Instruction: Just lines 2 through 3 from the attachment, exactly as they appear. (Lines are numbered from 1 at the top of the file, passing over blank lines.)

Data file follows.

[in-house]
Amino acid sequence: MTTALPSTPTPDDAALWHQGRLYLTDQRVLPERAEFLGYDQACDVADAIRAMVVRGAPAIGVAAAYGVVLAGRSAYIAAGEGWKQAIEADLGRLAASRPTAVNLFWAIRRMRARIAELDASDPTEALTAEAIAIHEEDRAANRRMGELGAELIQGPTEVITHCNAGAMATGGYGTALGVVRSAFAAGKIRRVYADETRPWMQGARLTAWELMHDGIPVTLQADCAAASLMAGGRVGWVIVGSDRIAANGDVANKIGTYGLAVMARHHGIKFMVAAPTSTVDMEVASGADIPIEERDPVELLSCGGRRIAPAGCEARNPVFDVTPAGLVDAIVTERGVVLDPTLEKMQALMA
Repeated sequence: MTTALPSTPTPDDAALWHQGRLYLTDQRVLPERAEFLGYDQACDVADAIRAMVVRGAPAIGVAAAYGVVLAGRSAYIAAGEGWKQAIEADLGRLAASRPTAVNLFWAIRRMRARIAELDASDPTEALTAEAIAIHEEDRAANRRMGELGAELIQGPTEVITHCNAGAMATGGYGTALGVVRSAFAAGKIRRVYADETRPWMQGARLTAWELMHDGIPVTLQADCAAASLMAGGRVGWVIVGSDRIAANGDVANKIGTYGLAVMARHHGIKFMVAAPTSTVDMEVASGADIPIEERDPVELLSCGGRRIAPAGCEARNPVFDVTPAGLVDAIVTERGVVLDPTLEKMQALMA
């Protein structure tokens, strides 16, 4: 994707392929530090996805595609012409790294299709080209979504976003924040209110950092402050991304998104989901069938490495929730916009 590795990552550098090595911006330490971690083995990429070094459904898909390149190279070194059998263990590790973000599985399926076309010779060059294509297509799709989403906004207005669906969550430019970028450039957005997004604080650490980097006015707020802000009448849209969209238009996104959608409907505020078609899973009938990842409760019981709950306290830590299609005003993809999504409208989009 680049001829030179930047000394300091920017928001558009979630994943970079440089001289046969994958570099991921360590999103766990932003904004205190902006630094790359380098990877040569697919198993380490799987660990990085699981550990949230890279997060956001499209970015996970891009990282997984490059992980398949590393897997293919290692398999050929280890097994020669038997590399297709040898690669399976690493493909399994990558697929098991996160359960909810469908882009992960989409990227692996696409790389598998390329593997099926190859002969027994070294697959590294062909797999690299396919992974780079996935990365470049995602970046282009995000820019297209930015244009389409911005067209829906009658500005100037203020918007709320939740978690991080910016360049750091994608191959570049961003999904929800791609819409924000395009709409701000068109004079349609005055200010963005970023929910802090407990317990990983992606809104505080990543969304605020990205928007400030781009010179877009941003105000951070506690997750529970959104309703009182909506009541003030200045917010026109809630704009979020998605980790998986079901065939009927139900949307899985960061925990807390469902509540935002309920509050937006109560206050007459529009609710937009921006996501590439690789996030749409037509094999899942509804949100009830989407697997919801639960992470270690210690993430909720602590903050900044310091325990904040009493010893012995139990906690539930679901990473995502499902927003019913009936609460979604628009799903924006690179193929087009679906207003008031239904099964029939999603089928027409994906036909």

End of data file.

Amino acid sequence: MTTALPSTPTPDDAALWHQGRLYLTDQRVLPERAEFLGYDQACDVADAIRAMVVRGAPAIGVAAAYGVVLAGRSAYIAAGEGWKQAIEADLGRLAASRPTAVNLFWAIRRMRARIAELDASDPTEALTAEAIAIHEEDRAANRRMGELGAELIQGPTEVITHCNAGAMATGGYGTALGVVRSAFAAGKIRRVYADETRPWMQGARLTAWELMHDGIPVTLQADCAAASLMAGGRVGWVIVGSDRIAANGDVANKIGTYGLAVMARHHGIKFMVAAPTSTVDMEVASGADIPIEERDPVELLSCGGRRIAPAGCEARNPVFDVTPAGLVDAIVTERGVVLDPTLEKMQALMA
Repeated sequence: MTTALPSTPTPDDAALWHQGRLYLTDQRVLPERAEFLGYDQACDVADAIRAMVVRGAPAIGVAAAYGVVLAGRSAYIAAGEGWKQAIEADLGRLAASRPTAVNLFWAIRRMRARIAELDASDPTEALTAEAIAIHEEDRAANRRMGELGAELIQGPTEVITHCNAGAMATGGYGTALGVVRSAFAAGKIRRVYADETRPWMQGARLTAWELMHDGIPVTLQADCAAASLMAGGRVGWVIVGSDRIAANGDVANKIGTYGLAVMARHHGIKFMVAAPTSTVDMEVASGADIPIEERDPVELLSCGGRRIAPAGCEARNPVFDVTPAGLVDAIVTERGVVLDPTLEKMQALMA